Thursday, 18 May 2023
Distance 28 km
Duration 8 hours 35 minutes
Ascent 105 m, descent 210 m
We woke to the light patter of rain from the open window and by the time we packed up and left the hotel it was teeming. We sprinted across to the brasserie and waited under an awning until the place opened, which was not at 6 am as had been promised by the geriatric hotelier, but at 7. There were a few other people waiting with us, including a garrulous ex-military man from Sisteron, who insisted on telling us his views on the world, in particular his prediction that World War III would break out later this year. We did not really want to hear this so early in the morning, and we made sure we sat far away from him when the doors finally opened. He annoyed us further by coming over to our table and instructing us in French manners, pointing out that we had not said “s’il vous plait” when asked by the barman where we would like to sit.
Escaping from this sanctimonious pest, we set off in light drizzle and crossed the canal, then followed a path beside orchards and vines which led to the first houses of Malijai. It was a pleasant walk despite the rain, and we were delighted when we came to a boulangerie, which was also a bar. By the time we had, enjoyed another round of coffee and croissants, the rain had stopped. Things were looking up.
We remembered this village from an earlier walk, and admired once again the pink facade of the hotel (now the Mairie) in which Napoleon had spent the night on his way from exile on Elba to his hundred days of glory in Paris. Then we crossed the river and pursued a track beside the canal. When the canal disappeared into the hillside, we found ourselves under the looming spires of the Penitents, a line of enormously tall, unstable-looking columns composed of round pebbles, polished by millions of years under moving water of some sort. Walking under them was quite awe-inspiring, even intimidating. When we were most of the way along the track, Keith tripped and sprawled on the ground, hurting his ribs a bit, but by that time, fortunately, we were close to the village of Les Mees.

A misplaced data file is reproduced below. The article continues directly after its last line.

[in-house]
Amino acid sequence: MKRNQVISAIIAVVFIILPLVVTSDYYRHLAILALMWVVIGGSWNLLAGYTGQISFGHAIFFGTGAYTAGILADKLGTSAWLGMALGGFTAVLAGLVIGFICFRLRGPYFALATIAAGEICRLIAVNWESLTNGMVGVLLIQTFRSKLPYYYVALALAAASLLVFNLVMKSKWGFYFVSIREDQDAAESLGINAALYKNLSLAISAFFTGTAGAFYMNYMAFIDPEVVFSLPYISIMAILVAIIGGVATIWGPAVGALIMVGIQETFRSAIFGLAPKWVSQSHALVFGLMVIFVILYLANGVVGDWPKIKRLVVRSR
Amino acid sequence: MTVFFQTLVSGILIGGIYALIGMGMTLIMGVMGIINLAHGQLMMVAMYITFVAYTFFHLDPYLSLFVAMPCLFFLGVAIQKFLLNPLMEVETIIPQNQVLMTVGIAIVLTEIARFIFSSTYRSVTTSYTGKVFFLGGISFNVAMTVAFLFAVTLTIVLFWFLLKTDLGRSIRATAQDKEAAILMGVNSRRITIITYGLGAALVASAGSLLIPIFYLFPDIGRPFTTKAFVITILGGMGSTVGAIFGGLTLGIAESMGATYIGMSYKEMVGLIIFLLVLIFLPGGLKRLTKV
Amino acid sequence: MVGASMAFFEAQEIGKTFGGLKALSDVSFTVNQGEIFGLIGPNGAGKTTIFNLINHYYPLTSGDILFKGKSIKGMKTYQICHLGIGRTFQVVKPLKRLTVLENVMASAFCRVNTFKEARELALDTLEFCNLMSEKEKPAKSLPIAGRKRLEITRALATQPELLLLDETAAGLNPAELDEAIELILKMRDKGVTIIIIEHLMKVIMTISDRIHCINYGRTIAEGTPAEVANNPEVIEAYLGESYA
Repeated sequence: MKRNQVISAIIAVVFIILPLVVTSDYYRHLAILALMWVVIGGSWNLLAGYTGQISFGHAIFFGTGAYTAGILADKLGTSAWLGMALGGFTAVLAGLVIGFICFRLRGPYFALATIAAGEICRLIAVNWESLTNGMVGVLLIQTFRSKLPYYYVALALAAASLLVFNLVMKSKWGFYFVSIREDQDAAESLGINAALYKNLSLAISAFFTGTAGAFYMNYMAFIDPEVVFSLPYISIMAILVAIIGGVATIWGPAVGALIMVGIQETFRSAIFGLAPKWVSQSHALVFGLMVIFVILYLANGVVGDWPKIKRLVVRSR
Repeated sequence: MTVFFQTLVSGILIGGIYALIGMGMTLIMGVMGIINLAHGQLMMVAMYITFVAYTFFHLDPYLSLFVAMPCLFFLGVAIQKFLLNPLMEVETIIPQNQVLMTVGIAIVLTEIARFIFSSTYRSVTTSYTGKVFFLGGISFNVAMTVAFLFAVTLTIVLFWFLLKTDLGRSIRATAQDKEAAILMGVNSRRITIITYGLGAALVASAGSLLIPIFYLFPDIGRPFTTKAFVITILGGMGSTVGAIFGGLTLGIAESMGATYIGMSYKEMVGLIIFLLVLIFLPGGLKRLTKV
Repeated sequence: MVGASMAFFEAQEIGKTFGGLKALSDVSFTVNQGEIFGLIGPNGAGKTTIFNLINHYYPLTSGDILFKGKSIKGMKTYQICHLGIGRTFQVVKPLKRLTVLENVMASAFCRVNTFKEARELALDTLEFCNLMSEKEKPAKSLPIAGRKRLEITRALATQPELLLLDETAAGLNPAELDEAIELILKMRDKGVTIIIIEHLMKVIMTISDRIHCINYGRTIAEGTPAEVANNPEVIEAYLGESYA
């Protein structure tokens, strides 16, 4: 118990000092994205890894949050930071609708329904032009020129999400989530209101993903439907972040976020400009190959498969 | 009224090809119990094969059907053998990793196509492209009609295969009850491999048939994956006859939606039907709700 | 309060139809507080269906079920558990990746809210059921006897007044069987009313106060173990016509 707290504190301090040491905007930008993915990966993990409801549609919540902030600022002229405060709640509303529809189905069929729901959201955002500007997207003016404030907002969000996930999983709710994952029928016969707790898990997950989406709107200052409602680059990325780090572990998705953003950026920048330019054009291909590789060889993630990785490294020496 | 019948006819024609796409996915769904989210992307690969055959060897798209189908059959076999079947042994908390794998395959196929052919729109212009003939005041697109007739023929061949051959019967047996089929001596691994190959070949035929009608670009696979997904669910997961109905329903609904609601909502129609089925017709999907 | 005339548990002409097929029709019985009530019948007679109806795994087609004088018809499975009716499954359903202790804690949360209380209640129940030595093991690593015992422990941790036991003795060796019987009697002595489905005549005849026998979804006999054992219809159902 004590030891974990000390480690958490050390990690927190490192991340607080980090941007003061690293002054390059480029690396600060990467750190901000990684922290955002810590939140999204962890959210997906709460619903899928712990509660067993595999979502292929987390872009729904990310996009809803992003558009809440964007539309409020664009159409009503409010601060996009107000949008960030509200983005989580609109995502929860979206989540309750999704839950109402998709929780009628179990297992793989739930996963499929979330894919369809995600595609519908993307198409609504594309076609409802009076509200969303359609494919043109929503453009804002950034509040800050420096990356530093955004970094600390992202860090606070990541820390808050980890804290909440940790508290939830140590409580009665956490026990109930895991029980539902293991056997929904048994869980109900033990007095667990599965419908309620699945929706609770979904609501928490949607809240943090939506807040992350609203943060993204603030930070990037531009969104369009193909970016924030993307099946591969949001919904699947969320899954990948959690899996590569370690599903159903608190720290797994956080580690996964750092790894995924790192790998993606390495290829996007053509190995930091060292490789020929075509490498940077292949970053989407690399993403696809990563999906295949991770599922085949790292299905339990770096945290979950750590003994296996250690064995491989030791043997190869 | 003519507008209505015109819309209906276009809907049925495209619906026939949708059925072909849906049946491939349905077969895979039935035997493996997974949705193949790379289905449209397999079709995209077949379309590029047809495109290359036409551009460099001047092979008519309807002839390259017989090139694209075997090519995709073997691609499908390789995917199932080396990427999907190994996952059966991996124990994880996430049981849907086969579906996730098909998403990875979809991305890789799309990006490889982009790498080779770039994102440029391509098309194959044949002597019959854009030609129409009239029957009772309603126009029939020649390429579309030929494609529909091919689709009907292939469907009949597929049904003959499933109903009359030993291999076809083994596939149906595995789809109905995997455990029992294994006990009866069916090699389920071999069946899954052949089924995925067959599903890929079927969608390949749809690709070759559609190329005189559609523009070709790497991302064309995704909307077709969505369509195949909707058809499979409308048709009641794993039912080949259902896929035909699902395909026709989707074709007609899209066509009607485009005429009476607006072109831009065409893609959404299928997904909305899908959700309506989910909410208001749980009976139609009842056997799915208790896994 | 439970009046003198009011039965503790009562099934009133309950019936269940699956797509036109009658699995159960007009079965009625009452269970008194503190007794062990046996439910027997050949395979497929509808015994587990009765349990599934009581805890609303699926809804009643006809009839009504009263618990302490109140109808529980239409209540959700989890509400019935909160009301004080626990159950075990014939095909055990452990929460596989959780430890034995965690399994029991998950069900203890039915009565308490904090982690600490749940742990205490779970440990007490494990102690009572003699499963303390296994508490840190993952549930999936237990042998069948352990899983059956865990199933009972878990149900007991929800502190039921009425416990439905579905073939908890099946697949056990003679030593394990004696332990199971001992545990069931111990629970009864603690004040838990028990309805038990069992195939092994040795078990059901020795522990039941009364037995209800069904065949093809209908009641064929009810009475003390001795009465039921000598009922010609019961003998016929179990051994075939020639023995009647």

It was Ascension, a public holiday, and the sun had come out, bathing the tree-lined church square in strong greenish light. The good citizens of the village were out in force and we joined them. For the first time we felt the joy, familiar from past years, of relaxing with the locals in a sunlit square.
When we were leaving les Mees we saw the remains of one of the Penitents which had collapsed during a storm a few years before and demolished a house. We were amazed that all the other houses in this row seemed to be still occupied, presumably by people with nerves of steel.